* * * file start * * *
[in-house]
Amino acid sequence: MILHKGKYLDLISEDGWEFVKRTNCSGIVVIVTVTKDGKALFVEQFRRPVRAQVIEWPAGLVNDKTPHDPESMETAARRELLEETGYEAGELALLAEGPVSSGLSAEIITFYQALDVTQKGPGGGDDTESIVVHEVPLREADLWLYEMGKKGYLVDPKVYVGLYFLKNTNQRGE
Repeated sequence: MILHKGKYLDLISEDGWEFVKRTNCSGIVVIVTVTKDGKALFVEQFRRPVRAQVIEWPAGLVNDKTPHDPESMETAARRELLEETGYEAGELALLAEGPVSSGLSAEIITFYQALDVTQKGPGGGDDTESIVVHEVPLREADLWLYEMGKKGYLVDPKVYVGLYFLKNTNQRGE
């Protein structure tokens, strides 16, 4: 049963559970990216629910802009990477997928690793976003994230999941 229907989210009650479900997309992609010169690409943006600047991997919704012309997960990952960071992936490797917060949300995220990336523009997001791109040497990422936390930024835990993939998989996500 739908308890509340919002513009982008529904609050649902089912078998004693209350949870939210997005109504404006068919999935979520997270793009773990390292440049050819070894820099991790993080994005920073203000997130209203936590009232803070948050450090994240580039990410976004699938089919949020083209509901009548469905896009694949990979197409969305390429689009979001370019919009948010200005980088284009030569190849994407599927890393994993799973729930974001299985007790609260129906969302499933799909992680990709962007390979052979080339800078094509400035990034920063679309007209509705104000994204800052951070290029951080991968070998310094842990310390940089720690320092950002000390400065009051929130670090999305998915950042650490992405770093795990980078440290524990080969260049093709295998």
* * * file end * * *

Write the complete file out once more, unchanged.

[in-house]
Amino acid sequence: MILHKGKYLDLISEDGWEFVKRTNCSGIVVIVTVTKDGKALFVEQFRRPVRAQVIEWPAGLVNDKTPHDPESMETAARRELLEETGYEAGELALLAEGPVSSGLSAEIITFYQALDVTQKGPGGGDDTESIVVHEVPLREADLWLYEMGKKGYLVDPKVYVGLYFLKNTNQRGE
Repeated sequence: MILHKGKYLDLISEDGWEFVKRTNCSGIVVIVTVTKDGKALFVEQFRRPVRAQVIEWPAGLVNDKTPHDPESMETAARRELLEETGYEAGELALLAEGPVSSGLSAEIITFYQALDVTQKGPGGGDDTESIVVHEVPLREADLWLYEMGKKGYLVDPKVYVGLYFLKNTNQRGE
């Protein structure tokens, strides 16, 4: 049963559970990216629910802009990477997928690793976003994230999941 229907989210009650479900997309992609010169690409943006600047991997919704012309997960990952960071992936490797917060949300995220990336523009997001791109040497990422936390930024835990993939998989996500 739908308890509340919002513009982008529904609050649902089912078998004693209350949870939210997005109504404006068919999935979520997270793009773990390292440049050819070894820099991790993080994005920073203000997130209203936590009232803070948050450090994240580039990410976004699938089919949020083209509901009548469905896009694949990979197409969305390429689009979001370019919009948010200005980088284009030569190849994407599927890393994993799973729930974001299985007790609260129906969302499933799909992680990709962007390979052979080339800078094509400035990034920063679309007209509705104000994204800052951070290029951080991968070998310094842990310390940089720690320092950002000390400065009051929130670090999305998915950042650490992405770093795990980078440290524990080969260049093709295998």